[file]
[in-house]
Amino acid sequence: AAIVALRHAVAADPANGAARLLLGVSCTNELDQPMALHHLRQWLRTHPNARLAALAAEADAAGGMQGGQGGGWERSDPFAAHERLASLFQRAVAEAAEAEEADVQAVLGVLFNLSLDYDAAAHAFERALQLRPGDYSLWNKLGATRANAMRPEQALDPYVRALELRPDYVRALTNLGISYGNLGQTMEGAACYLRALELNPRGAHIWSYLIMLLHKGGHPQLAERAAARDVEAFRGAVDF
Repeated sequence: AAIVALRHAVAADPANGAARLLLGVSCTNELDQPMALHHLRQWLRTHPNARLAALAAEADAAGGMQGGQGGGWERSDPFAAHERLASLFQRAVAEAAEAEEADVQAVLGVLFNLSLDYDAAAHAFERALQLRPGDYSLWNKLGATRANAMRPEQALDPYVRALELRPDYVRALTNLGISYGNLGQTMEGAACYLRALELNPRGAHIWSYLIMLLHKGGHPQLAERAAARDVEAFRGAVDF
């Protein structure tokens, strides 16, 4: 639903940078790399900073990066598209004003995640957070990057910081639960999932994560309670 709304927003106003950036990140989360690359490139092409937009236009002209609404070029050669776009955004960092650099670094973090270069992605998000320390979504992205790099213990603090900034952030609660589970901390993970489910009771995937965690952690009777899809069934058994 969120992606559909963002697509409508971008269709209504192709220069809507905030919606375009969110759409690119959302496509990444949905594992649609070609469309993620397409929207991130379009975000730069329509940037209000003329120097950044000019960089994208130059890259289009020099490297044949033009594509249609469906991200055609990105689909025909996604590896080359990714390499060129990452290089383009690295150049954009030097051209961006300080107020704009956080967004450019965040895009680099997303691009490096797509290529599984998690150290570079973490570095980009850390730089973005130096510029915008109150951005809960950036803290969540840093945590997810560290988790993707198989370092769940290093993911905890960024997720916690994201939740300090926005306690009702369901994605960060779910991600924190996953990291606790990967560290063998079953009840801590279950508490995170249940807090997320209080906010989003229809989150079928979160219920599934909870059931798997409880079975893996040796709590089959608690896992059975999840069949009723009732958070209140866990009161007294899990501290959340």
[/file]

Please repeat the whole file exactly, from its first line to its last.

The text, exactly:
[in-house]
Amino acid sequence: AAIVALRHAVAADPANGAARLLLGVSCTNELDQPMALHHLRQWLRTHPNARLAALAAEADAAGGMQGGQGGGWERSDPFAAHERLASLFQRAVAEAAEAEEADVQAVLGVLFNLSLDYDAAAHAFERALQLRPGDYSLWNKLGATRANAMRPEQALDPYVRALELRPDYVRALTNLGISYGNLGQTMEGAACYLRALELNPRGAHIWSYLIMLLHKGGHPQLAERAAARDVEAFRGAVDF
Repeated sequence: AAIVALRHAVAADPANGAARLLLGVSCTNELDQPMALHHLRQWLRTHPNARLAALAAEADAAGGMQGGQGGGWERSDPFAAHERLASLFQRAVAEAAEAEEADVQAVLGVLFNLSLDYDAAAHAFERALQLRPGDYSLWNKLGATRANAMRPEQALDPYVRALELRPDYVRALTNLGISYGNLGQTMEGAACYLRALELNPRGAHIWSYLIMLLHKGGHPQLAERAAARDVEAFRGAVDF
């Protein structure tokens, strides 16, 4: 639903940078790399900073990066598209004003995640957070990057910081639960999932994560309670 709304927003106003950036990140989360690359490139092409937009236009002209609404070029050669776009955004960092650099670094973090270069992605998000320390979504992205790099213990603090900034952030609660589970901390993970489910009771995937965690952690009777899809069934058994 969120992606559909963002697509409508971008269709209504192709220069809507905030919606375009969110759409690119959302496509990444949905594992649609070609469309993620397409929207991130379009975000730069329509940037209000003329120097950044000019960089994208130059890259289009020099490297044949033009594509249609469906991200055609990105689909025909996604590896080359990714390499060129990452290089383009690295150049954009030097051209961006300080107020704009956080967004450019965040895009680099997303691009490096797509290529599984998690150290570079973490570095980009850390730089973005130096510029915008109150951005809960950036803290969540840093945590997810560290988790993707198989370092769940290093993911905890960024997720916690994201939740300090926005306690009702369901994605960060779910991600924190996953990291606790990967560290063998079953009840801590279950508490995170249940807090997320209080906010989003229809989150079928979160219920599934909870059931798997409880079975893996040796709590089959608690896992059975999840069949009723009732958070209140866990009161007294899990501290959340």